Simulation and analysis methods
We encode our mathematical model and perform all simulations with Matlab 2016. Besides, we employ the following analysis methods for our model.
Local stability analysis
We conduct local stability analysis to explore stability conditions of our model, with which we further determine values of parameters.
Assume x ^{∗} is an equilibrium point, i.e., f(x ^{∗})=0. J ^{∗} is the Jacobian matrix evaluated at x ^{∗}. The equilibrium point x ^{∗} is stable if all the eigenvalues of the characteristic equation of J ^{∗} have negative real parts [22].
Sensitivity analysis
Results and discussion
In what follows, we present analysis and simulation results for the model.
Local stability analysis
In the following, we will take λ (the production rate of Delta proteins) as an example to study the equilibria and stability of System (2).
Please note that the equilibria of System (2) we obtain above mean that the system will converge to a stable state after a period of time.
It is obvious that all of the six eigenvalues of Eq. (4) are negative, which gives the following conclusion.
Lemma 1
The equilibrium E _{0} is locally asymptotically stable.
Namely, M _{1} M _{2}−M _{3}>0, and M _{1} M _{2}−M ^{′} _{3}>0. Because M _{3}>M ^{′} _{3}, we only need the condition M _{1} M _{2}−M _{3}>0 to be satisfied. That is, if \(\frac {{{M}_{3}}}{{{M}_{1}}{{M}_{2}}}<1\), the eigenvalues of F _{1}+F _{2}=0 and F _{1}−F _{2}=0 are negative; thus, E _{1} is locally stable.
Lemma 2
If \(\frac {{{M}_{3}}}{{{M}_{1}}{{M}_{2}}}<1\), the equilibrium E _{1} is locally asymptotically stable; if\(\frac {{{M}_{3}}}{{{M}_{1}}{{M}_{2}}}>1\), it is unstable.
Please note that the equilibria and stability analysis above show that the model would reach an equilibrium in either case of λ, which corresponds to that the system would result in a stable pattern in either normal or mutant conditions. If there are small disturbances of parameters (e.g., small environmental noises), the system would always converge to a stable state after a period of time when λ=0 according to Lemma 1, but the system would converge to a stable state for λ>0 when the stability conditions in Lemma 2 are satisfied. Besides, we will also use Lemma 2 to carefully choose appropriate parameter values for preserving the stability of the system. This is expected to be shown in the the boundary formation model of the Drosophila large intestine.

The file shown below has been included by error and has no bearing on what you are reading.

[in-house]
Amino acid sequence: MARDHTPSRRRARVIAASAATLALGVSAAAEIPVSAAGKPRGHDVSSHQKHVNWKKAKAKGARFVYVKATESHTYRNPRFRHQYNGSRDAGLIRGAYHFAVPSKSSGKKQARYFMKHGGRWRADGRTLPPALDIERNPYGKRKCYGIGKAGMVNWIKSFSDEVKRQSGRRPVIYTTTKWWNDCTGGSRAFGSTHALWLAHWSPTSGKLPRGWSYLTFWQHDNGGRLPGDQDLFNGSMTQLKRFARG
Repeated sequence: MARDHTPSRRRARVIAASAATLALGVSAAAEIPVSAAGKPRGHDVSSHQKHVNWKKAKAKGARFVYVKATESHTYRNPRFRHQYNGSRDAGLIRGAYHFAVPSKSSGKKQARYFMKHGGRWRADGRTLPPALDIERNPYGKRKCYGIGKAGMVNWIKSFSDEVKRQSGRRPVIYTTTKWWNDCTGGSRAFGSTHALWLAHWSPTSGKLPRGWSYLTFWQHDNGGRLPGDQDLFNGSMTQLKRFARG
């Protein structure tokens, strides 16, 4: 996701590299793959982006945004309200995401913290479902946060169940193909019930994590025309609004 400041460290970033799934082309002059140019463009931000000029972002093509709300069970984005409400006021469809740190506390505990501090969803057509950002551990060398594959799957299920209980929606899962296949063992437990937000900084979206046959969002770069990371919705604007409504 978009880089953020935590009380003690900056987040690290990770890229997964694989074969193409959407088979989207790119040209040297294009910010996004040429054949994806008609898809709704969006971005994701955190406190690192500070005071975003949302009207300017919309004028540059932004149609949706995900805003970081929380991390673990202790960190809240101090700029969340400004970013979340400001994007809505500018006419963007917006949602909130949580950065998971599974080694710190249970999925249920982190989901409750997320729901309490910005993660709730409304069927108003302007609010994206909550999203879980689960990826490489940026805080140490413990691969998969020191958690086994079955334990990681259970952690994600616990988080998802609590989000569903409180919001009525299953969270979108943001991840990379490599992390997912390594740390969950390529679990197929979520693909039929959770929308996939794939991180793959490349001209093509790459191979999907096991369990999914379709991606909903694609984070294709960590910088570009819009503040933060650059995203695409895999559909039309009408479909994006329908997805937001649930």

Deterministic simulation results
However, it is impossible to analyze the model above with a large number of cells in theory, e.g., a model with 60 cells would result in 180 dimensional ordinary differential equations. In this section, we will explore the model using numerical simulation.
Parameter values of the model
Parameter  Value 

d _{1}  0.01 
d _{2}  0.01 
d _{3}  0.01 
f _{1}  0.665 
f _{2}  0.665 
a  0.012 
b  69 
Δ  10^{6} 
λ  [0, 12] 
λ _{ N }  [0. 0.1] 
Besides, we determine a boundary cell using the following rule. If the concentration of the active Notch proteins (A) in a cell is equal to or greater than 1.0, we regard the cell as a boundary cell.
Phenotype change due to the change of Delta or Notch expression
During the boundary formation in the Drosophila large intestine, different Delta or Notch expression (normal, misexpression or overexpression) may result in different boundary cell distributions (phenotypes) [1]. In our model, we try to incorporate all these phenotypes reported so far. As shown in System (1), Delta or Notch expression is controlled by the rates λ and λ _{ N }, respectively. Therefore, we need to map different Delta and Notch expression observed in experiments to different values of λ and λ _{ N } in the model.
To do this, we explore the phenotype change due to the change of Delta or Notch expression in their parameter space and then determine what parameter value results in what kind of phenotype. As well, we cannot adopt a theoretical analysis due to the large number of equations involved, and instead, we still use numerical simulation. Besides, each time we tune only one parameter, either λ or λ _{ N }, by fixing the other.